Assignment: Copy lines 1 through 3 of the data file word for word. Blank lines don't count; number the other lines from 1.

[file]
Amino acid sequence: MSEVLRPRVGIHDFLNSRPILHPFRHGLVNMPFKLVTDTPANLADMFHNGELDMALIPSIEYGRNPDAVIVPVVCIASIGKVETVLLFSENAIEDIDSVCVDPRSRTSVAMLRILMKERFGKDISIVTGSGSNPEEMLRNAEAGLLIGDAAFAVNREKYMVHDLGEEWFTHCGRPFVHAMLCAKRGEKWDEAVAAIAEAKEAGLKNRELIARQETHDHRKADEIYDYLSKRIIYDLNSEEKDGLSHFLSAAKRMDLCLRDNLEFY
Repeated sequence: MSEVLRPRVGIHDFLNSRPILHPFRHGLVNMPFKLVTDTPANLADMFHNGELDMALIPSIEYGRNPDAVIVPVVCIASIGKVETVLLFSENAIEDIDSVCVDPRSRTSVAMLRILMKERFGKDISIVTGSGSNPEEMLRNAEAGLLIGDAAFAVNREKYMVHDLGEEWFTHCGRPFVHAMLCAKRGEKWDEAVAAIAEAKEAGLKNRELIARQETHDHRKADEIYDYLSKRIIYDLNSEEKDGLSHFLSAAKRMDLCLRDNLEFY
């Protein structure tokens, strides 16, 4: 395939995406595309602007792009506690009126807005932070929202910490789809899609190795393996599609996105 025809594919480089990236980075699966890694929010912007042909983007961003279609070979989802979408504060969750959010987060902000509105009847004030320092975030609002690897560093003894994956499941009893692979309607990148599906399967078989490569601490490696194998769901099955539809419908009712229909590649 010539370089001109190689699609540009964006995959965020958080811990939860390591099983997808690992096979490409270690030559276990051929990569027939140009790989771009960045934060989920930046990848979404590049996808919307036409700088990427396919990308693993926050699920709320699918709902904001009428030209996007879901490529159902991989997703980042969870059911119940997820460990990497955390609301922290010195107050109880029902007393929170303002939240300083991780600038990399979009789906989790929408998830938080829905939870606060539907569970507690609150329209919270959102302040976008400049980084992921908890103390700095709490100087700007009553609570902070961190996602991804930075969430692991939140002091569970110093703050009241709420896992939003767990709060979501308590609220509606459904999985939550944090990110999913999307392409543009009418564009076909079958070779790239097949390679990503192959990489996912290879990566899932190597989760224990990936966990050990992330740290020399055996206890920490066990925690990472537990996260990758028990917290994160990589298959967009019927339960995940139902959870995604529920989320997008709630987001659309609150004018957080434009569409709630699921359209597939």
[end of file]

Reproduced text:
Amino acid sequence: MSEVLRPRVGIHDFLNSRPILHPFRHGLVNMPFKLVTDTPANLADMFHNGELDMALIPSIEYGRNPDAVIVPVVCIASIGKVETVLLFSENAIEDIDSVCVDPRSRTSVAMLRILMKERFGKDISIVTGSGSNPEEMLRNAEAGLLIGDAAFAVNREKYMVHDLGEEWFTHCGRPFVHAMLCAKRGEKWDEAVAAIAEAKEAGLKNRELIARQETHDHRKADEIYDYLSKRIIYDLNSEEKDGLSHFLSAAKRMDLCLRDNLEFY
Repeated sequence: MSEVLRPRVGIHDFLNSRPILHPFRHGLVNMPFKLVTDTPANLADMFHNGELDMALIPSIEYGRNPDAVIVPVVCIASIGKVETVLLFSENAIEDIDSVCVDPRSRTSVAMLRILMKERFGKDISIVTGSGSNPEEMLRNAEAGLLIGDAAFAVNREKYMVHDLGEEWFTHCGRPFVHAMLCAKRGEKWDEAVAAIAEAKEAGLKNRELIARQETHDHRKADEIYDYLSKRIIYDLNSEEKDGLSHFLSAAKRMDLCLRDNLEFY
């Protein structure tokens, strides 16, 4: 395939995406595309602007792009506690009126807005932070929202910490789809899609190795393996599609996105 025809594919480089990236980075699966890694929010912007042909983007961003279609070979989802979408504060969750959010987060902000509105009847004030320092975030609002690897560093003894994956499941009893692979309607990148599906399967078989490569601490490696194998769901099955539809419908009712229909590649 010539370089001109190689699609540009964006995959965020958080811990939860390591099983997808690992096979490409270690030559276990051929990569027939140009790989771009960045934060989920930046990848979404590049996808919307036409700088990427396919990308693993926050699920709320699918709902904001009428030209996007879901490529159902991989997703980042969870059911119940997820460990990497955390609301922290010195107050109880029902007393929170303002939240300083991780600038990399979009789906989790929408998830938080829905939870606060539907569970507690609150329209919270959102302040976008400049980084992921908890103390700095709490100087700007009553609570902070961190996602991804930075969430692991939140002091569970110093703050009241709420896992939003767990709060979501308590609220509606459904999985939550944090990110999913999307392409543009009418564009076909079958070779790239097949390679990503192959990489996912290879990566899932190597989760224990990936966990050990992330740290020399055996206890920490066990925690990472537990996260990758028990917290994160990589298959967009019927339960995940139902959870995604529920989320997008709630987001659309609150004018957080434009569409709630699921359209597939």